Summer Flowers and Plastic Waste: One Innovative Project Helps Recycle Pots, Flats and Trays

Author: Mary Alice Blackstock

With summertime already here, many folks are working hard to keep their gardens in tip-top shape. Their gardens might be beautiful, but there are some serious consequences of planting: high quantities of plastic waste.

Plastic is used in almost every aspect of planting from mulch film to plant covers. For this reason, agricultural plastics are becoming more and more prominent in the lives of planters and farmers, specifically those with large-scale operations. As of 2012, the agricultural plastic film market alone was worth $5.87 billion, and experts estimate that the United States agriculture generates more than 1 billion pounds of waste plastic annually*.

Because the demand for agricultural plastics is increasing, the need for cost-effective recycling options is also rising. To expand recycling options for agricultural plastics in the state, Waste Reduction Partners (WRP) in the Division of Environmental Assistance and Customer Service along with the Tobacco Trust Fund Commission developed the NC Agricultural Recycling Project.  

“Each year, North Carolina nurseries have hundreds of thousands of containerized plants for sale across the state and beyond,” said Terry Albrecht, Waste Reduction Partners section chief. “These planting activities create thousands of tons of discarded agricultural plastic pots, trays and flats each year. Our goal with this project was to encourage more agricultural containers recycling or reuse.” 

The majority of recycling efforts within the NC Agricultural Recycling Project are targeted toward large acreage growers as cost-effective recycling solutions are far more accessible on a larger scale. This left many smaller scale nurseries, retailers and landscapers without effective solutions for recycling.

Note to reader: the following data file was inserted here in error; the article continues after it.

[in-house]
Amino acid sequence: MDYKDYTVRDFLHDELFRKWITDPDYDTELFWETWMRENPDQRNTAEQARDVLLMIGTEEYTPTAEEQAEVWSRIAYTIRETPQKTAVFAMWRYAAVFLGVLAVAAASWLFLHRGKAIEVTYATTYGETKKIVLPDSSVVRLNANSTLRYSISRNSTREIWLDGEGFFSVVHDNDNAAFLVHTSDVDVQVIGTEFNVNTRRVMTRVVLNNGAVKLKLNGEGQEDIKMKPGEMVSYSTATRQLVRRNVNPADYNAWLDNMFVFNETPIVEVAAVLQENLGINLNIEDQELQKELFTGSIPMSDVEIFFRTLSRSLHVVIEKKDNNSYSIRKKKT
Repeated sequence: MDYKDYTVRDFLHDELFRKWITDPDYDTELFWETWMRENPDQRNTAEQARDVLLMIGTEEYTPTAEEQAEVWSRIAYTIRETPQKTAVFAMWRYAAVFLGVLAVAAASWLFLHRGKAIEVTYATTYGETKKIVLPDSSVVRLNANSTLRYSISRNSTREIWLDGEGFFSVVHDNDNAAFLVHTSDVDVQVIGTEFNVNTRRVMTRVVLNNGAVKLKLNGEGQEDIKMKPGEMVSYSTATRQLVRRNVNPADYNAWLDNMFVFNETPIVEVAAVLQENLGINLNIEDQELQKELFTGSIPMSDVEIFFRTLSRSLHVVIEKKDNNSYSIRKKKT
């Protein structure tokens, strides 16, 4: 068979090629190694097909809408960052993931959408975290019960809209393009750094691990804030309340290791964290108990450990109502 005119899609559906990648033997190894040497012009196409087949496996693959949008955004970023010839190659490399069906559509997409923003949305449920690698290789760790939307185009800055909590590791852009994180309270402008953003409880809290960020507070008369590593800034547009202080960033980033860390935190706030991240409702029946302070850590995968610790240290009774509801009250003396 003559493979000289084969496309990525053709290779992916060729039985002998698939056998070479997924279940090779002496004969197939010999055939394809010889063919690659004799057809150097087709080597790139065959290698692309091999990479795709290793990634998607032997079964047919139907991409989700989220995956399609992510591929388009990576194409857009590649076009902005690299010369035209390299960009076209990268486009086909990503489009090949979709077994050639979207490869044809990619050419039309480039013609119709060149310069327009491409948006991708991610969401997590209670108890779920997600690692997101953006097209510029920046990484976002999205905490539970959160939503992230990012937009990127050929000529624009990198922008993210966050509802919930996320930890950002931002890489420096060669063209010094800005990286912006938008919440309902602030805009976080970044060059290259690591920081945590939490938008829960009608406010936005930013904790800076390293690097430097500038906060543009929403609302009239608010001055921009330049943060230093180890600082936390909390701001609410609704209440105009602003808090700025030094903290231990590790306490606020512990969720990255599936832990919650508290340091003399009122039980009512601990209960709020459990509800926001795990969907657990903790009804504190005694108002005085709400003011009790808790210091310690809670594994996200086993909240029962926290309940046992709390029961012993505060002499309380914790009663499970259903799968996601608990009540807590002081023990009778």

Recognizing this lack of recycling resources, the WRP teamed up with state farmers markets to develop a solution to agricultural plastic recycling for small-scale farmers and personal gardeners. 

Beginning three years ago, the NC Agricultural Recycling Project organized collection sites at the Piedmont Triad Farmers Market west of Greensboro and the Raleigh State Farmers Market. These sites are used to collect nursery containers, which are not recyclable through curbside recycling programs.

The public can drop off plastic nursery containers, including pots, flats, trays and cell packs to the sites, which are independently managed by the farmers market managers. Once the sites are full, designated recycling vendors will collect the containers at no cost.

While the recycling aspect of the sites has been successful, volunteers and staff noticed a different use emerging from the sites. 

“When the sites were first launched, we actually noticed a lot of people taking plastic containers to be reused or exchanged,” said Albrecht. “Customers would pick up stacks of specific pot sizes or trays that they needed while dropping off containers they already used. To ensure that customers could reuse the containers in a safe way, our project team quickly provided necessary guidance on plastic cleaning and sanitation methods.” 

In the first quarter of 2019, 16.6 tons of plastic were collection and processed for recycling. The NC Agricultural Plastics Program projects that 66 tons will be collected by the end of the year.

For more information, visit the North Carolina Agricultural Plastics Recycling website at:, or contact Jan Foster, with the WRP, at (828) 553-3530 or by email at


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